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Counter-Terror Expert Warns of Possible Attacks - 2001-12-07

A counter-terrorism expert says the war on terrorism is entering a dangerous phase. The former official in the Reagan administration said that with Osama bin Laden cornered, the likelihood of terrorist attacks increases.

Paul Bremer was ambassador at large for counter-terrorism in the Reagan administration and was chairman of a national commission on terrorism when Bill Clinton was president. Today Mr. Bremer heads a consulting firm that counsels corporate clients on managing crises. He offered his analysis of the war on terrorism in remarks to the Los Angeles World Affairs Council Thursday.

Last year, Mr. Bremer warned of stepped up terrorist activity in the United States. Pointing to a failed attempt to destroy New York's World Trade Center in 1993, which killed six people and injured more than 1,000, Mr. Bremer said attacks on American soil were becoming increasing likely. Following the recent terror attacks in New York and Washington, the former official foresees a difficult time ahead.

He said this is true in particular because Osama bin Laden appears to be nearing his death or capture. "We're in a very dangerous period right now because bin Laden, as far as we know, is still alive," he said. "He may not be alive in a week. He's sitting in a cave somewhere and he knows he may not be alive in a week. Therefore he presumably has a high incentive to try to attack again before he dies."

Mr. Bremer said Osama bin Laden may not be able to communicate with his followers overseas, but that lack of communication does not remove the threat because modern terrorist networks are decentralized. The former official said that during the 1980s, most terrorists had specific political objectives. They were sponsored by states that included Iran, Libya and Syria. Today, spontaneous and less organized groups, sometimes inspired by religion, create a more diffuse kind of threat. Mr. Bremer noted the new groups are difficult to penetrate because organizational cells are able to act autonomously.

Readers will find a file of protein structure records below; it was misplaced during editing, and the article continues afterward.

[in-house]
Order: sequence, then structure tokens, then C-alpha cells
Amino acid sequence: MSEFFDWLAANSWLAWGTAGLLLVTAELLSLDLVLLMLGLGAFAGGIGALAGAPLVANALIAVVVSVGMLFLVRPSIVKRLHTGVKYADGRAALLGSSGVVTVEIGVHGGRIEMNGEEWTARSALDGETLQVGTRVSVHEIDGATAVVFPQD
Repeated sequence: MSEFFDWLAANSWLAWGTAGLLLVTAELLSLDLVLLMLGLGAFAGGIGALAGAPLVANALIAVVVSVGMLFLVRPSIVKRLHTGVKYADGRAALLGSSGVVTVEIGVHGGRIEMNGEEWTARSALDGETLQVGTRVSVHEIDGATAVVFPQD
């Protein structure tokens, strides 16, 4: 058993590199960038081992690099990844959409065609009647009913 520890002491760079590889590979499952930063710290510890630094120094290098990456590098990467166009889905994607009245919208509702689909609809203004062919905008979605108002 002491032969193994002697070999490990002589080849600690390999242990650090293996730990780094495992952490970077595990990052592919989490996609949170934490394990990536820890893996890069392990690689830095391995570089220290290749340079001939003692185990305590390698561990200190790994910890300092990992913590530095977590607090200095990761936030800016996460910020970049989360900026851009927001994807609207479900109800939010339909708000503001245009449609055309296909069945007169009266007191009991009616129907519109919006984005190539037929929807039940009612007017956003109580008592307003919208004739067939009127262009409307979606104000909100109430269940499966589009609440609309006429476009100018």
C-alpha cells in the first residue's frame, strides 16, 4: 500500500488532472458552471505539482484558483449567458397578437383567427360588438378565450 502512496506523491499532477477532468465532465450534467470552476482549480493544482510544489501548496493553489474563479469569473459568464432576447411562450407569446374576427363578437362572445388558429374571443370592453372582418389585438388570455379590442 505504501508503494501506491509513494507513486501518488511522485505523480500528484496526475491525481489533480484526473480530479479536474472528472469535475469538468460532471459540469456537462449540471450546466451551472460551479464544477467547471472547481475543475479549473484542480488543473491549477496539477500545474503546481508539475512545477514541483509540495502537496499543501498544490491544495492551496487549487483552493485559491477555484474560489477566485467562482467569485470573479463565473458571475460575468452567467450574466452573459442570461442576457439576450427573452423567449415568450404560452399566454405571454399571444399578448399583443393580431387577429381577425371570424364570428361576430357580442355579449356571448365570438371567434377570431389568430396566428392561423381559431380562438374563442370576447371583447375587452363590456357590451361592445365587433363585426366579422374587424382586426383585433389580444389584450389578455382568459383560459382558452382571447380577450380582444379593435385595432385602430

The analyst believes there is no room for negotiation with today's terrorists, whose hatreds, in his view, do not result from simple misunderstandings. The former official said that modern terrorists understand the United States only too well. But he said they despise its openness, which they view as an open door to moral corruption. "The new terrorists are not trying to set up a negotiation. There's really nothing to negotiate with al-Qaeda, for example," he said. "They are acting out of a deep hatred for America and everything we stand for, and so there isn't any negotiation to be had. What are we supposed to say? We're supposed to say, yes , we agree with you that we shouldn't let women vote? I mean, what's the discussion. There is nothing to talk about. We have to destroy them."

Mr. Bremer supports an aggressive attack against terrorists in their base of operations, like that taking place right now in Afghanistan. But he said an effective defensive strategy in the United States cannot be designed to protect all vulnerabilities, because an open society is inherently vulnerable. "So it's very difficult to start from the vulnerability end of the analysis and work back. Having said that, bin Laden and al-Qaeda have shown a remarkable capacity to be one tactic ahead of us over the last decade," he said. "They were always thinking of something that we didn't think of."

Mr. Bremer said it is possible the al-Qaeda network, if it is still intact, is planning a new kind of attack on a new kind of target.

Mr. Bremer noted that there has always been terrorism, as there has always been crime, and neither can realistically be eliminated. But he said nations can make it difficult for terrorists to operate if they refuse them a safe haven and deny them territory, which he noted is the policy of the Bush administration. Beyond that, the former official said he supports strong counter-terrorism measures, such as the heightened powers for law enforcement now being implemented in the United States.